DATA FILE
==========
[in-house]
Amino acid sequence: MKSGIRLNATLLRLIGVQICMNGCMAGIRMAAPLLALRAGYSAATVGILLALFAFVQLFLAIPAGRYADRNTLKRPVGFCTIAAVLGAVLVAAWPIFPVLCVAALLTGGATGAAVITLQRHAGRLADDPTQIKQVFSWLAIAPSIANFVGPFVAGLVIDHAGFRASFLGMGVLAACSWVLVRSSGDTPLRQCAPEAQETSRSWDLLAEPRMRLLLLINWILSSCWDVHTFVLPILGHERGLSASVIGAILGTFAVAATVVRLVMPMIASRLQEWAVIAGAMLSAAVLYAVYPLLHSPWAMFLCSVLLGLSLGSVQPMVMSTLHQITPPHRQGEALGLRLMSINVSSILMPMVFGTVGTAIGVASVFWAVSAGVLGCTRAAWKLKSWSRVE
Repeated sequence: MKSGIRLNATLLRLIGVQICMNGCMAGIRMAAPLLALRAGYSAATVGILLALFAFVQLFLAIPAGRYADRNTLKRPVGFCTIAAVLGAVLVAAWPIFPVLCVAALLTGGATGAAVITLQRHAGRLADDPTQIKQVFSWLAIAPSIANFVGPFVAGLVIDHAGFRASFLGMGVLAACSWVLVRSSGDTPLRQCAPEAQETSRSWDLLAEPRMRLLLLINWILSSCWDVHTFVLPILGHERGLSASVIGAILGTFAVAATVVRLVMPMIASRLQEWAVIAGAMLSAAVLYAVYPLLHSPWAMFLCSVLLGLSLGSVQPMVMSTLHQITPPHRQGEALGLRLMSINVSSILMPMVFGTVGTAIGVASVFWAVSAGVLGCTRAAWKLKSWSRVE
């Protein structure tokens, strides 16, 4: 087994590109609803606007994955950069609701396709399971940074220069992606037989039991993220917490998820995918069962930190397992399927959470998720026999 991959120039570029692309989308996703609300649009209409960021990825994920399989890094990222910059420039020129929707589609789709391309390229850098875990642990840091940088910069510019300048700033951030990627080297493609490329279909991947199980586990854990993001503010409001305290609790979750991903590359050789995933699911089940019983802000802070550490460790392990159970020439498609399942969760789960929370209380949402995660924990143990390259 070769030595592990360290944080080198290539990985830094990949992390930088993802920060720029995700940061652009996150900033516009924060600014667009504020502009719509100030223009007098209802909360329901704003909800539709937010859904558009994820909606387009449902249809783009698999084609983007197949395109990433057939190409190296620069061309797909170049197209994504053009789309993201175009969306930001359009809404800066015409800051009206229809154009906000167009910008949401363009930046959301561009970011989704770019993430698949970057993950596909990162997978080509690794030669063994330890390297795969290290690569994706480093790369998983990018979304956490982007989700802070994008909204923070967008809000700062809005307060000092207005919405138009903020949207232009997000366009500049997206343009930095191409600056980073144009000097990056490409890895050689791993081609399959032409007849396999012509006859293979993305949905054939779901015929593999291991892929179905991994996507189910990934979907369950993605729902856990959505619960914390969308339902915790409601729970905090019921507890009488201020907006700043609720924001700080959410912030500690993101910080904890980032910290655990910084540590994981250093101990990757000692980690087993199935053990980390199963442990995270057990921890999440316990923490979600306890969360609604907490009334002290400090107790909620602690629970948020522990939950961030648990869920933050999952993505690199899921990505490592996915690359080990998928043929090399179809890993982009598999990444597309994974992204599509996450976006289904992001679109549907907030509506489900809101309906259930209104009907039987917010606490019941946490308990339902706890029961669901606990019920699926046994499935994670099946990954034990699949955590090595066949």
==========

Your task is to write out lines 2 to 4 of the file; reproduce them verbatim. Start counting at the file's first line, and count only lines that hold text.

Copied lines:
Amino acid sequence: MKSGIRLNATLLRLIGVQICMNGCMAGIRMAAPLLALRAGYSAATVGILLALFAFVQLFLAIPAGRYADRNTLKRPVGFCTIAAVLGAVLVAAWPIFPVLCVAALLTGGATGAAVITLQRHAGRLADDPTQIKQVFSWLAIAPSIANFVGPFVAGLVIDHAGFRASFLGMGVLAACSWVLVRSSGDTPLRQCAPEAQETSRSWDLLAEPRMRLLLLINWILSSCWDVHTFVLPILGHERGLSASVIGAILGTFAVAATVVRLVMPMIASRLQEWAVIAGAMLSAAVLYAVYPLLHSPWAMFLCSVLLGLSLGSVQPMVMSTLHQITPPHRQGEALGLRLMSINVSSILMPMVFGTVGTAIGVASVFWAVSAGVLGCTRAAWKLKSWSRVE
Repeated sequence: MKSGIRLNATLLRLIGVQICMNGCMAGIRMAAPLLALRAGYSAATVGILLALFAFVQLFLAIPAGRYADRNTLKRPVGFCTIAAVLGAVLVAAWPIFPVLCVAALLTGGATGAAVITLQRHAGRLADDPTQIKQVFSWLAIAPSIANFVGPFVAGLVIDHAGFRASFLGMGVLAACSWVLVRSSGDTPLRQCAPEAQETSRSWDLLAEPRMRLLLLINWILSSCWDVHTFVLPILGHERGLSASVIGAILGTFAVAATVVRLVMPMIASRLQEWAVIAGAMLSAAVLYAVYPLLHSPWAMFLCSVLLGLSLGSVQPMVMSTLHQITPPHRQGEALGLRLMSINVSSILMPMVFGTVGTAIGVASVFWAVSAGVLGCTRAAWKLKSWSRVE
């Protein structure tokens, strides 16, 4: 087994590109609803606007994955950069609701396709399971940074220069992606037989039991993220917490998820995918069962930190397992399927959470998720026999 991959120039570029692309989308996703609300649009209409960021990825994920399989890094990222910059420039020129929707589609789709391309390229850098875990642990840091940088910069510019300048700033951030990627080297493609490329279909991947199980586990854990993001503010409001305290609790979750991903590359050789995933699911089940019983802000802070550490460790392990159970020439498609399942969760789960929370209380949402995660924990143990390259 070769030595592990360290944080080198290539990985830094990949992390930088993802920060720029995700940061652009996150900033516009924060600014667009504020502009719509100030223009007098209802909360329901704003909800539709937010859904558009994820909606387009449902249809783009698999084609983007197949395109990433057939190409190296620069061309797909170049197209994504053009789309993201175009969306930001359009809404800066015409800051009206229809154009906000167009910008949401363009930046959301561009970011989704770019993430698949970057993950596909990162997978080509690794030669063994330890390297795969290290690569994706480093790369998983990018979304956490982007989700802070994008909204923070967008809000700062809005307060000092207005919405138009903020949207232009997000366009500049997206343009930095191409600056980073144009000097990056490409890895050689791993081609399959032409007849396999012509006859293979993305949905054939779901015929593999291991892929179905991994996507189910990934979907369950993605729902856990959505619960914390969308339902915790409601729970905090019921507890009488201020907006700043609720924001700080959410912030500690993101910080904890980032910290655990910084540590994981250093101990990757000692980690087993199935053990980390199963442990995270057990921890999440316990923490979600306890969360609604907490009334002290400090107790909620602690629970948020522990939950961030648990869920933050999952993505690199899921990505490592996915690359080990998928043929090399179809890993982009598999990444597309994974992204599509996450976006289904992001679109549907907030509506489900809101309906259930209104009907039987917010606490019941946490308990339902706890029961669901606990019920699926046994499935994670099946990954034990699949955590090595066949």